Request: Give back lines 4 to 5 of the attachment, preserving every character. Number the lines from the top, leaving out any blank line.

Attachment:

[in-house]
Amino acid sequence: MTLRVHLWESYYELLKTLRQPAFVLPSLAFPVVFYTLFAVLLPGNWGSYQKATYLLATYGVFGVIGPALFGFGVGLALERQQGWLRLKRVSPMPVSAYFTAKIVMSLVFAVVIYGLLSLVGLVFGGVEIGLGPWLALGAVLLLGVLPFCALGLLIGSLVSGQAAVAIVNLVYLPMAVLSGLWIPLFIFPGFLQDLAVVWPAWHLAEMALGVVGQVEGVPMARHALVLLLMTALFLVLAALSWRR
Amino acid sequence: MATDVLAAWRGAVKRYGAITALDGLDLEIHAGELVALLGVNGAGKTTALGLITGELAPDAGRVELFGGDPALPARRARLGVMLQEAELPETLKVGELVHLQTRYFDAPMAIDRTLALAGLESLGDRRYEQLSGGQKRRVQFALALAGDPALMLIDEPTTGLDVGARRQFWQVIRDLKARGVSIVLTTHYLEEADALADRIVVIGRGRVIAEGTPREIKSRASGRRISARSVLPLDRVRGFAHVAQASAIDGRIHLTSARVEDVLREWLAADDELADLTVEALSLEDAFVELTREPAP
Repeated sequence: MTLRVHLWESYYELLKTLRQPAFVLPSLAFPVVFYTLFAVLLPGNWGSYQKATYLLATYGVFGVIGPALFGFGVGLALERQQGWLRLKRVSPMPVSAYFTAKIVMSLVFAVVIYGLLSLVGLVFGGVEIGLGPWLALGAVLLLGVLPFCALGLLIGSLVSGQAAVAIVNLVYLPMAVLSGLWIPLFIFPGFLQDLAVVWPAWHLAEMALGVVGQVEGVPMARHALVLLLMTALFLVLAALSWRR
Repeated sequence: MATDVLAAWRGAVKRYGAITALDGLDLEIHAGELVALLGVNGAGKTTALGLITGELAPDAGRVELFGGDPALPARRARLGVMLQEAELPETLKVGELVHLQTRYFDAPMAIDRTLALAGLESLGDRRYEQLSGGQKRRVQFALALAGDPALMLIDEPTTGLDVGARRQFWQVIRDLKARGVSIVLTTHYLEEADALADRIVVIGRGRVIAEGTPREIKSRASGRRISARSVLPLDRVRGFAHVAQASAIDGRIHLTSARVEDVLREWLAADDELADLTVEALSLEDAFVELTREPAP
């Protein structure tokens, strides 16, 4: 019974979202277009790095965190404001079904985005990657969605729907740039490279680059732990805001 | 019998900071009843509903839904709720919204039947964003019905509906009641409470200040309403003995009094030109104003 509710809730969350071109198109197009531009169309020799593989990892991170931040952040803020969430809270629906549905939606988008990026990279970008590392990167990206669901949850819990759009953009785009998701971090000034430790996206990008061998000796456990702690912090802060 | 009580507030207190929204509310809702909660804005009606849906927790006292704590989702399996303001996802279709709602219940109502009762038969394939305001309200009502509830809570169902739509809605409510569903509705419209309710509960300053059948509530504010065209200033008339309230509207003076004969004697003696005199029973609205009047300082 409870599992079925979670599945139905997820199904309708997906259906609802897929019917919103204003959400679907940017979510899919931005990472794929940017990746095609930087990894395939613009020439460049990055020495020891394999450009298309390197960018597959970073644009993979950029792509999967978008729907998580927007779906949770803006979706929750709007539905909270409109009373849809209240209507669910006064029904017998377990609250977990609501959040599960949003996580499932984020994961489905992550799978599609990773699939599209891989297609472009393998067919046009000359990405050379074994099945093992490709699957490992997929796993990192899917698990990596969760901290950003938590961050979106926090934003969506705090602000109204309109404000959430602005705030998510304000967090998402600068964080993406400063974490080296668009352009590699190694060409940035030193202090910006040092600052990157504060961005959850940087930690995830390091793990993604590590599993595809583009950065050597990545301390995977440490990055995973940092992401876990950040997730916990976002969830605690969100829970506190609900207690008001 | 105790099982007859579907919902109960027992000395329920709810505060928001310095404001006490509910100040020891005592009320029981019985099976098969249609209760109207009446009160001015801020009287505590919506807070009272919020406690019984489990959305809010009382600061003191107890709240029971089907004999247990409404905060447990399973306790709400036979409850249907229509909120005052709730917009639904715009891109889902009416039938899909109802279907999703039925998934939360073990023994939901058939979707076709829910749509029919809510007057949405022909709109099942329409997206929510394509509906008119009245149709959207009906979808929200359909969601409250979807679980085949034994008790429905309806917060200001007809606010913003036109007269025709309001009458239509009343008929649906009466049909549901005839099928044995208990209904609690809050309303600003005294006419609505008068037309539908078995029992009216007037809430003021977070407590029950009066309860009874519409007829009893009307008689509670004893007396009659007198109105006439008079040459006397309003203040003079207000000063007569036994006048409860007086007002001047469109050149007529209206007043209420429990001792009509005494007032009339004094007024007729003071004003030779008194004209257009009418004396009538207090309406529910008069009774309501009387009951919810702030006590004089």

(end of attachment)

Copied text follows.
Repeated sequence: MTLRVHLWESYYELLKTLRQPAFVLPSLAFPVVFYTLFAVLLPGNWGSYQKATYLLATYGVFGVIGPALFGFGVGLALERQQGWLRLKRVSPMPVSAYFTAKIVMSLVFAVVIYGLLSLVGLVFGGVEIGLGPWLALGAVLLLGVLPFCALGLLIGSLVSGQAAVAIVNLVYLPMAVLSGLWIPLFIFPGFLQDLAVVWPAWHLAEMALGVVGQVEGVPMARHALVLLLMTALFLVLAALSWRR
Repeated sequence: MATDVLAAWRGAVKRYGAITALDGLDLEIHAGELVALLGVNGAGKTTALGLITGELAPDAGRVELFGGDPALPARRARLGVMLQEAELPETLKVGELVHLQTRYFDAPMAIDRTLALAGLESLGDRRYEQLSGGQKRRVQFALALAGDPALMLIDEPTTGLDVGARRQFWQVIRDLKARGVSIVLTTHYLEEADALADRIVVIGRGRVIAEGTPREIKSRASGRRISARSVLPLDRVRGFAHVAQASAIDGRIHLTSARVEDVLREWLAADDELADLTVEALSLEDAFVELTREPAP